With reference toPeter Seed’s letter (November 16), he is quite right, it is time to re open the footpath 12a on the cliff top at Telscombe. The walk up from Saltdean on the cliff top path to Peacehaven is spoilt; when you reach the Telscombe Tye area of the cliff top, the way is blocked at the eastern end of the Portobello site. The gate in the wire fencing was taken away.
The panoramic channel views from the Telscombe Tye cliff top are stunning. In spring and summer the wild flowers are beautiful; this is a Site of Special Scientific Interest (SSSI). Many, many people worked very hard to get this cliff top into the South Downs National Park. The Saltdean Swimmers together with Telscombe Town Council, the Friends of the Tye, plus hundreds of local people who sent letters, succeeded in getting this area of the cliff top into the protection of our National Park.
But the joy of this walk is lost because you are forced to walk along the pavement alongside Portobello with buses roaring up the hill only inches from your feet. The pollution from the traffic on this busy A259 gets trapped where the road drops down to what is now called Smugglers Rest, formerly known as Badgers Watch.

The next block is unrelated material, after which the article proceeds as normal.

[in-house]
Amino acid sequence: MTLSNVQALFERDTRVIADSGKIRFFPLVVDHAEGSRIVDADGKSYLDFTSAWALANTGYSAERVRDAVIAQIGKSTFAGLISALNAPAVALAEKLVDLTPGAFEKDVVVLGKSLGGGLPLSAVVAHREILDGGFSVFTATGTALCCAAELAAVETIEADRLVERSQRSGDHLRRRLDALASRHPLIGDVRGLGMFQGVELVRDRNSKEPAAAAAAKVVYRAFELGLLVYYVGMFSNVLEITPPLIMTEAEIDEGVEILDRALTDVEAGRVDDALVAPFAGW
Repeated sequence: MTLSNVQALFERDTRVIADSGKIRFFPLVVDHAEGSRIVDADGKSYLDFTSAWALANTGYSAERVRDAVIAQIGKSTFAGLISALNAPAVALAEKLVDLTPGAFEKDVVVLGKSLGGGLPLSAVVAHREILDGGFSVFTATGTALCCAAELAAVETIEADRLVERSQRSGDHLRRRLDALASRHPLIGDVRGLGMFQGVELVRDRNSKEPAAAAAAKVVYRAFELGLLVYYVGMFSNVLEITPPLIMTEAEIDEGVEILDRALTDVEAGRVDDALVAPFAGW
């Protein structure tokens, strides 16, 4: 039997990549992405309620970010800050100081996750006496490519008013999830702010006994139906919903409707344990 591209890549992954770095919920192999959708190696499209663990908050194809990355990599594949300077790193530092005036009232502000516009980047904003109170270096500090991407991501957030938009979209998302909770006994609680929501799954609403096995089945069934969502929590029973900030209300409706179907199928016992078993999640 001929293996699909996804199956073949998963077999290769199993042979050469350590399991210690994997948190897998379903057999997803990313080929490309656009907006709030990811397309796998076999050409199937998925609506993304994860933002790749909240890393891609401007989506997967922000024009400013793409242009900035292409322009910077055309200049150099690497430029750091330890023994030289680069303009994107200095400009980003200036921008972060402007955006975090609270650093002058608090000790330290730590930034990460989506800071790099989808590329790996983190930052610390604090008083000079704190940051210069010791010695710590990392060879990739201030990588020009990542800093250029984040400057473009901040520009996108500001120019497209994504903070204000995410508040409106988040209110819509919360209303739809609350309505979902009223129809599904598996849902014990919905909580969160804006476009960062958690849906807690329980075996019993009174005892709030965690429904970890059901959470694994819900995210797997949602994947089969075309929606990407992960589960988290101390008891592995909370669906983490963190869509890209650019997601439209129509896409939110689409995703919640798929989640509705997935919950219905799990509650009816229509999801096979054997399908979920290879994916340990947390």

You cannot avoid inhaling the fumes. Diesel fumes have recently been recognised as being carcinogenic. The walk loses its attraction.
People want their footpath back. They really care about this area. So come on Southern Water, it is payback time. The people of Telscombe have suffered the pong of the sewage works for years and years. The swimmers at Saltdean have had sewage in the sea and sewage detritus on the beach. Hopefully, these problems will soon be a thing of the past.
As well as the footpath there are other things that need addressing too. The new brick and flint wall at Portobello looks good but the electrical substation with its peeling paint is still a disgrace and in need of attention. The substation is not in sympathy with the adjacent South Downs National Park and the old listed building of Badgers Watch. The beautiful sea pinks bloom in May and cover the ground around the steps down to Telscombe Beach; they are generally missed by the walkers because of the footpath closure higher up. Telscombe beach itself, when it loses the aged sewage works, will become more attractive. The beach needs attention.